Vietnam Veterans of America

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Vietnam Veterans of America
FounderBobby Muller and Stuart F. Feldman
TypeCongressionally chartered Veterans Service Organization (VSO)
FocusVietnam War Veterans
Area served
United States
MethodEducation, Advocacy
WebsiteOfficial website

Vietnam Veterans of America, Inc. (VVA) is a national non-profit corporation founded in 1978 in the United States that is committed to serving the needs of all veterans. It is funded without any contribution from any branch of government. VVA is the only such organization chartered by the United States Congress and dedicated to Vietnam War veterans and their families. The group holds a congressional charter under Title 36 of the United States Code. Its founding principle is, "Never again will one generation of veterans abandon another."[1][2]


VVA members marching in an Independence Day Parade, Ypsilanti, Michigan

VVA aims to campaign on issues important to Vietnam veterans, to create a new identity for this generation of veterans, and to improve public perception of Vietnam veterans. The organization's main efforts concern:

  • Government Relations Advocacy on veterans' issues
  • National Task Force for Homeless Veterans
  • Health care for veterans, including disabled veterans
  • Issues pertaining to women and minority veterans
  • National scholarship fund
  • Assisting veterans seeking benefits/services from the government
  • Organizes "Stand Downs" for the hard to reach homeless veteran in need of services.

VVA has organizing councils in 43 states, some 650 local chapters, and more than 85,000 individual members.[3]


In January 1978, a small group of Vietnam veteran activists came to Washington, D.C., searching for allies to support the creation of an advocacy organization devoted exclusively to the needs of Vietnam veterans. VVA, initially known as the Council of Vietnam Veterans, began its work. By the summer of 1979, the Council of Vietnam Veterans had transformed into Vietnam Veterans of America, a veterans service organization made up of, and devoted to, Vietnam veterans. Bobby Muller and Stuart F. Feldman were among the organization's co-founders.[4]

Membership grew steadily, and for the first time, VVA secured significant contributions. The combination of the public's willingness to talk about the Vietnam War and the basic issues that it raised, as well as the veterans themselves coming forward, was augmented by the nation's dedication of the Vietnam Veterans Memorial in November 1982. The week-long activities rekindled a sense of brotherhood among the veterans and a feeling that they shared an experience that was too significant to ignore.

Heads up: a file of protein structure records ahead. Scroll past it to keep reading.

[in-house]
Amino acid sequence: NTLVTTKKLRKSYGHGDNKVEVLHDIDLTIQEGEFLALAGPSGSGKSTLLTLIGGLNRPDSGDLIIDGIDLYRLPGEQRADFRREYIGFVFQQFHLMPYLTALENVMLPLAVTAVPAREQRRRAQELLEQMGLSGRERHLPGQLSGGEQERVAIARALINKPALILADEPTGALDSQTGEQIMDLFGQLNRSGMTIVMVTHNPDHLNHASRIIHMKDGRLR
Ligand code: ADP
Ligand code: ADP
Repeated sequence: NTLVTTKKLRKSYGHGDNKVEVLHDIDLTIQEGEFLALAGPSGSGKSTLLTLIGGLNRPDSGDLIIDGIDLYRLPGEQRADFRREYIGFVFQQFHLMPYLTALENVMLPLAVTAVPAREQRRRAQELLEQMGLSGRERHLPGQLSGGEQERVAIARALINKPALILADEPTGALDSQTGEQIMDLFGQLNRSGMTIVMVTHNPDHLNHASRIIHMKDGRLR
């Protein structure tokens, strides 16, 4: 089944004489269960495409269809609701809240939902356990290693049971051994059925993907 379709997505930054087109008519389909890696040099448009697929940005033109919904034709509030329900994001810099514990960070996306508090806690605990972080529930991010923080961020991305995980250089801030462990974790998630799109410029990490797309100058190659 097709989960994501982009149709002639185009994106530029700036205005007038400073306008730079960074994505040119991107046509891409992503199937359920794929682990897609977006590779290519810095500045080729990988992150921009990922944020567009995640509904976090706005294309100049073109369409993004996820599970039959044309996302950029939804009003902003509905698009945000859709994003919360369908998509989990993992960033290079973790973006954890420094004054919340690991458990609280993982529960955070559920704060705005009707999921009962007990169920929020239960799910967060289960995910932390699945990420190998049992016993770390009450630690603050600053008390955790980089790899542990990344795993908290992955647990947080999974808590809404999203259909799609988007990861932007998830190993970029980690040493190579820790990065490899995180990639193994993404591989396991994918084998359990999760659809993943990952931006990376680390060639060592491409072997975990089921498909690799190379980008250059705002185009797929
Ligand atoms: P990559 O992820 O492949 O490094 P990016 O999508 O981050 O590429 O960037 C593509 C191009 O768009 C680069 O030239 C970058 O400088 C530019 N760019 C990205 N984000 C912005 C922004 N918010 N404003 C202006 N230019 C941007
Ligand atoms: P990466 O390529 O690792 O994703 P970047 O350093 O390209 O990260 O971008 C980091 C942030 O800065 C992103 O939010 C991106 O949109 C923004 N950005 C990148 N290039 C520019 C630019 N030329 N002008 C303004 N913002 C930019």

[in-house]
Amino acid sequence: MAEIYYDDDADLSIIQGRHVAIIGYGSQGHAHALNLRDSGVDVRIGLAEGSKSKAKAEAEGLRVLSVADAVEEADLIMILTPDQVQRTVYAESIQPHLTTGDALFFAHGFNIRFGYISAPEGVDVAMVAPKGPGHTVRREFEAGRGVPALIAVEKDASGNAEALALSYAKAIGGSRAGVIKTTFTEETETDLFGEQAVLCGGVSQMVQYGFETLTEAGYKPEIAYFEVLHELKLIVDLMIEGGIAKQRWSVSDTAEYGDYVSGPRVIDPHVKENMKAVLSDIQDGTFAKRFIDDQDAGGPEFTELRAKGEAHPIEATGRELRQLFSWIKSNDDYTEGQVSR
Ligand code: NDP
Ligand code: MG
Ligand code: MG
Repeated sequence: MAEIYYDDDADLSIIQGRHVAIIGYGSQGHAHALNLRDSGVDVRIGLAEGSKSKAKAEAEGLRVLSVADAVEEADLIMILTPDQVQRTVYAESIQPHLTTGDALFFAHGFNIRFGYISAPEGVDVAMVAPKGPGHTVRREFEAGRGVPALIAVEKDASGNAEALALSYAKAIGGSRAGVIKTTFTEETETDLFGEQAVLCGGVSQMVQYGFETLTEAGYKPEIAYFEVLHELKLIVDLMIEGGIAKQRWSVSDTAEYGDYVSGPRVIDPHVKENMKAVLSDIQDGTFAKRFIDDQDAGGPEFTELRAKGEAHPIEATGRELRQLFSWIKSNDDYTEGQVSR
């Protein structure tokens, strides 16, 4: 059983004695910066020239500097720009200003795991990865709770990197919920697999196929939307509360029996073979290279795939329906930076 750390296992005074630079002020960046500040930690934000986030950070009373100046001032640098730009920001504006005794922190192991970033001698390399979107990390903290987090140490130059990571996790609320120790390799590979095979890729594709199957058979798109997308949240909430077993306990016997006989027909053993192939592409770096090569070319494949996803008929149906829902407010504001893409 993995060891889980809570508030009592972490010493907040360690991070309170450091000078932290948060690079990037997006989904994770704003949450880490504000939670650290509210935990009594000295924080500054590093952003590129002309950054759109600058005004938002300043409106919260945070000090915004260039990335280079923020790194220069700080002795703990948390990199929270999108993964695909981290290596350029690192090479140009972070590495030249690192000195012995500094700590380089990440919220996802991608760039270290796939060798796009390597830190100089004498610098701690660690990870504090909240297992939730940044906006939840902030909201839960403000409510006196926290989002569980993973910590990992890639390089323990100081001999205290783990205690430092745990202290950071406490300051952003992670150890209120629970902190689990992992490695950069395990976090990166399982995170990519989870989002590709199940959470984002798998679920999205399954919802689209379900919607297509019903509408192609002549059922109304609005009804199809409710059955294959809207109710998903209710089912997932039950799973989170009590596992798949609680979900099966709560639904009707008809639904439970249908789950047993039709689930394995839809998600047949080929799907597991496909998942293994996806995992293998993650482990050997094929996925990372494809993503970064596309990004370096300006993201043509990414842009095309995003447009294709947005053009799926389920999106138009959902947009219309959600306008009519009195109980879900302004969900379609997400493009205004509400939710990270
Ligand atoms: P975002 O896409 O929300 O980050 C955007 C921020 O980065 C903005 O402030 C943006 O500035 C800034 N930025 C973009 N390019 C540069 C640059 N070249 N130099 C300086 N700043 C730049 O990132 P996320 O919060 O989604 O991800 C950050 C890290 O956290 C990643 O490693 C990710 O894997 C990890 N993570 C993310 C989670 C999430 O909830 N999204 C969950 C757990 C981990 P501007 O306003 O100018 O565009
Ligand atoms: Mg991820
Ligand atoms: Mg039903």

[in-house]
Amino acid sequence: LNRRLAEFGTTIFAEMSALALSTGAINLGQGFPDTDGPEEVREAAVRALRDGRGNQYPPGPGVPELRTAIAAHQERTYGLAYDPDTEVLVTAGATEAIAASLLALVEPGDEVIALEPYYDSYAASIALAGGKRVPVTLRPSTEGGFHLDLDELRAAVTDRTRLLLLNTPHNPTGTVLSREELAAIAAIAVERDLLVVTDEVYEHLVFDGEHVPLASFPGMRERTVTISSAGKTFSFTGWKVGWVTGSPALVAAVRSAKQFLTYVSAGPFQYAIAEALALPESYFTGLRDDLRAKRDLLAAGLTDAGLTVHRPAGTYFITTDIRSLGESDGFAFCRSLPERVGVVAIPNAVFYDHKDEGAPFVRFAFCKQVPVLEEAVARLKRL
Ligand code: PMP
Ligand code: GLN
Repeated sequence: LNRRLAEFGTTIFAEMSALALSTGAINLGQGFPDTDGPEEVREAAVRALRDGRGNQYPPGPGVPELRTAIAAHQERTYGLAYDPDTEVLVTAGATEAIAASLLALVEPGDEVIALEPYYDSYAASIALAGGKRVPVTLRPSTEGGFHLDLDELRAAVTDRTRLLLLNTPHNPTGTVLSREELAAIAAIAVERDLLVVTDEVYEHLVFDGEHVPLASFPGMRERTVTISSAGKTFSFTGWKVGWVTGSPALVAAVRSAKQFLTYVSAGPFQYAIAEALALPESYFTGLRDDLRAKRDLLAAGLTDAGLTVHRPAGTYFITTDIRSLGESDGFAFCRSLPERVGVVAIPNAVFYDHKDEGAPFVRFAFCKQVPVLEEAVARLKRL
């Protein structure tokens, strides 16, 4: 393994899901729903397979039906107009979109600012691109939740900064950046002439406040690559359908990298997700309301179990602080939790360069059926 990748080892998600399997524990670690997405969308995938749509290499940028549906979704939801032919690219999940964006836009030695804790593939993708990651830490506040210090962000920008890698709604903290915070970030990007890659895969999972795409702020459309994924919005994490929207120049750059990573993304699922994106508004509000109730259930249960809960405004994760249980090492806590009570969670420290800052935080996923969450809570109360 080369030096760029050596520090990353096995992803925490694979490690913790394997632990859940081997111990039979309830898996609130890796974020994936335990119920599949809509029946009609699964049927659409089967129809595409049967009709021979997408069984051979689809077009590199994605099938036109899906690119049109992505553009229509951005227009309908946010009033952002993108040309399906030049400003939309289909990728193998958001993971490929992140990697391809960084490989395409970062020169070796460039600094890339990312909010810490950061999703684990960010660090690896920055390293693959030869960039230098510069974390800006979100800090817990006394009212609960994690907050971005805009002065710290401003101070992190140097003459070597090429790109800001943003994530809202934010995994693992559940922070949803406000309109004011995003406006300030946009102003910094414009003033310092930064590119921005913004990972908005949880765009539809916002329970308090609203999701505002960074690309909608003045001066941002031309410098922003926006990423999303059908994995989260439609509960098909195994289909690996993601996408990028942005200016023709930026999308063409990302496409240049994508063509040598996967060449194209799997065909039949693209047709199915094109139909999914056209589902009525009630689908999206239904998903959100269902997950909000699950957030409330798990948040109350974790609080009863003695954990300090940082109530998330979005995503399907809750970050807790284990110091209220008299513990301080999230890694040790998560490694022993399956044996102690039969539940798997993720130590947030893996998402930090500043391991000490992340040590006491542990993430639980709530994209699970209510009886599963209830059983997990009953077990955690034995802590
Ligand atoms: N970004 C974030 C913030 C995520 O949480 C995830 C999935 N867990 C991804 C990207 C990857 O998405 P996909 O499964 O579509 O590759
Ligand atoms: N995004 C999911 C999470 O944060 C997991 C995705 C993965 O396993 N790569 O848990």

In 1983, VVA took a significant step by founding Vietnam Veterans of America Legal Services (VVALS) to provide assistance to veterans seeking benefits and services from the government.[5] By working under the theory that a veteran representative should be an advocate for the veteran rather than simply a facilitator, VVALS quickly established itself as the most competent and aggressive legal-assistance program available to veterans. VVALS published the most comprehensive manual ever developed for veteran service representatives, and in 1985, VVALS wrote the widely acclaimed Viet Vet Survival Guide — over 150,000 copies of which are now in print.

The next several years saw VVA grow in size, stature, and prestige. VVA's professional membership services, veterans service, and advocacy work gained the respect of Congress and the veterans community. In 1986, VVA's exemplary work was formally acknowledged by the granting of a congressional charter.

Today, Vietnam Veterans of America has a national membership of nearly 90,000, with more than 650 chapters throughout the United States, Puerto Rico, the Virgin Islands, and Guam. VVA state councils coordinate the activities of local chapters. VVA places great emphasis on coordinating its national activities and programs with the work of its local chapters and state councils and is organized to ensure that victories gained at the national level are implemented locally.

Presidents of VVA[edit]


VVA helps to provide greater public awareness of the outstanding issues surrounding Vietnam-era veterans by disseminating written information on a continual basis. The print edition of The VVA Veteran, VVA's award-winning magazine, is mailed to all VVA members in addition to paid subscribers. The magazine has been available on line since 2011. Self-help guides on issues such as Agent Orange,[6] to posttraumatic stress disorder,[7] to discharge upgrading are published and made available to anyone interested.

See also[edit]


  1. ^ "VVA | ND Department of Veterans Affairs". Retrieved 2020-12-14.
  2. ^ "Never again will one generation of veterans abandon another. | Veterans Reporter News Website". 18 March 2019. Retrieved 2020-12-14.
  3. ^ "Membership with VVA | Vietnam Veterans of America". Retrieved 2021-09-25.
  4. ^ Naedele, Walter F. "Stuart F. Feldman, prime Constitution Center supporter", The Philadelphia Inquirer, July 17, 2010. Accessed July 22, 2010.
  5. ^ "About VVA". Retrieved 2020-12-28.
  6. ^ "vvgagent". 2006-04-05. Archived from the original on 2006-04-05. Retrieved 2020-12-14.
  7. ^ "PTSD & Substance Abuse | Vietnam Veterans of America". Retrieved 2020-12-14.

External links[edit]